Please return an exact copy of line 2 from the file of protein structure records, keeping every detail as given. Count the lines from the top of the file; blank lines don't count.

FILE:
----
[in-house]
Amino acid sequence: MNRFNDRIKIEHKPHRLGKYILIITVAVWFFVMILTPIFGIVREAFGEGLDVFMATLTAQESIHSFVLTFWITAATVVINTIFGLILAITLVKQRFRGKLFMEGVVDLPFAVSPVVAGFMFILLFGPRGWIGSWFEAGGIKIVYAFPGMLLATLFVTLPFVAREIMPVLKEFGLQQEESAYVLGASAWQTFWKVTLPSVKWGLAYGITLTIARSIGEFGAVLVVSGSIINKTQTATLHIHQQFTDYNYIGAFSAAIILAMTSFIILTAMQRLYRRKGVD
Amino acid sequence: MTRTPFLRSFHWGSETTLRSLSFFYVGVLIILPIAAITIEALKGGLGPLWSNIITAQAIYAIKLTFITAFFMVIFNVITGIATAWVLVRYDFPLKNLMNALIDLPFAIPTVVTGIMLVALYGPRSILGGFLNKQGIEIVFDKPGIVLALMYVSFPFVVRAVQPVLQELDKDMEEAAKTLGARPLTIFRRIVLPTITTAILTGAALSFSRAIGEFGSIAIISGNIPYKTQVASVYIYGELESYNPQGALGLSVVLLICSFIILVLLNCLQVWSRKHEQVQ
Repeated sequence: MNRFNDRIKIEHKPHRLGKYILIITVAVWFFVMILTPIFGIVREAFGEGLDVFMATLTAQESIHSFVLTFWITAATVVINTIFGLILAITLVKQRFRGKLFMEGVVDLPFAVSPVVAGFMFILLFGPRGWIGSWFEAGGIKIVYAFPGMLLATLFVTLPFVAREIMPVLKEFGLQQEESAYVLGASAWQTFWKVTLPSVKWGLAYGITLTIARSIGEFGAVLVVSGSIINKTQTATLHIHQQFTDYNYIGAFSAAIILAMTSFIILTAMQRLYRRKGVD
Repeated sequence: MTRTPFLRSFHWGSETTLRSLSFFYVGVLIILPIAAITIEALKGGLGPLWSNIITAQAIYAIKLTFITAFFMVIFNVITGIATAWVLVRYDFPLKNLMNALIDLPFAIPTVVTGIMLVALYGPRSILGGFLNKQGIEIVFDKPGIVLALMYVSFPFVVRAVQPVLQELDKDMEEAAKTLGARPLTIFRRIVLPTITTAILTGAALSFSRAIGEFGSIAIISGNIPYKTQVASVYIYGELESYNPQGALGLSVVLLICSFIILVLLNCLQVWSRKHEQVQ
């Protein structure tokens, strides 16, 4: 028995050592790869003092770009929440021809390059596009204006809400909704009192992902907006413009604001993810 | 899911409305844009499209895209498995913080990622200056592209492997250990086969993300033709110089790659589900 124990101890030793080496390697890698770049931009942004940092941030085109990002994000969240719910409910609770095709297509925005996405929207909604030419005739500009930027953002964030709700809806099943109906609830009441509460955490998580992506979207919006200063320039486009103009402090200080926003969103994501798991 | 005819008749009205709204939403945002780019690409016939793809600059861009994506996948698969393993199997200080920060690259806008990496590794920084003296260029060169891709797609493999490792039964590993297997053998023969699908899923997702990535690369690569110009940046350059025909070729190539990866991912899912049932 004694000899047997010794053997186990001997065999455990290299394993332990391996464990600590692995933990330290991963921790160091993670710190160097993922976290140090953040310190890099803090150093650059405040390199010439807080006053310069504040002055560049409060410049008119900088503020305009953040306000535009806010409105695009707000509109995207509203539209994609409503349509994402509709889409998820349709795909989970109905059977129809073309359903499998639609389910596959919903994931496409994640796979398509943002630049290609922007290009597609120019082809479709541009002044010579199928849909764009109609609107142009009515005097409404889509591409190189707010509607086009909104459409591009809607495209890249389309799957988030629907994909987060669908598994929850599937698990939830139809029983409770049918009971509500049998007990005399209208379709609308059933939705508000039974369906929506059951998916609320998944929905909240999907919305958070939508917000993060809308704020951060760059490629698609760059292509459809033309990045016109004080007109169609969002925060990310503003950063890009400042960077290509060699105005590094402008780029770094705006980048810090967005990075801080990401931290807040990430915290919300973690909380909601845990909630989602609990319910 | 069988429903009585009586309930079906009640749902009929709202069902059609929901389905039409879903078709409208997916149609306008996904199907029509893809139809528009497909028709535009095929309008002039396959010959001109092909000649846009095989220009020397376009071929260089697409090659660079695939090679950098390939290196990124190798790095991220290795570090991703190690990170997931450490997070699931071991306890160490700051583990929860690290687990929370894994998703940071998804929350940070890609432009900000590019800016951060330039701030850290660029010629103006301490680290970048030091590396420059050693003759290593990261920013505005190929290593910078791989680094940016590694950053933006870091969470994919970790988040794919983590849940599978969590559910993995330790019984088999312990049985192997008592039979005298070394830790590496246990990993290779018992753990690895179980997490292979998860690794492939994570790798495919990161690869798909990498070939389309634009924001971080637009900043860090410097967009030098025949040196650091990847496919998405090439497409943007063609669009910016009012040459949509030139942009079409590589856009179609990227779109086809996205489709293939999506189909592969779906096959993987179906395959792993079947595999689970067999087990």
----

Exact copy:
Amino acid sequence: MNRFNDRIKIEHKPHRLGKYILIITVAVWFFVMILTPIFGIVREAFGEGLDVFMATLTAQESIHSFVLTFWITAATVVINTIFGLILAITLVKQRFRGKLFMEGVVDLPFAVSPVVAGFMFILLFGPRGWIGSWFEAGGIKIVYAFPGMLLATLFVTLPFVAREIMPVLKEFGLQQEESAYVLGASAWQTFWKVTLPSVKWGLAYGITLTIARSIGEFGAVLVVSGSIINKTQTATLHIHQQFTDYNYIGAFSAAIILAMTSFIILTAMQRLYRRKGVD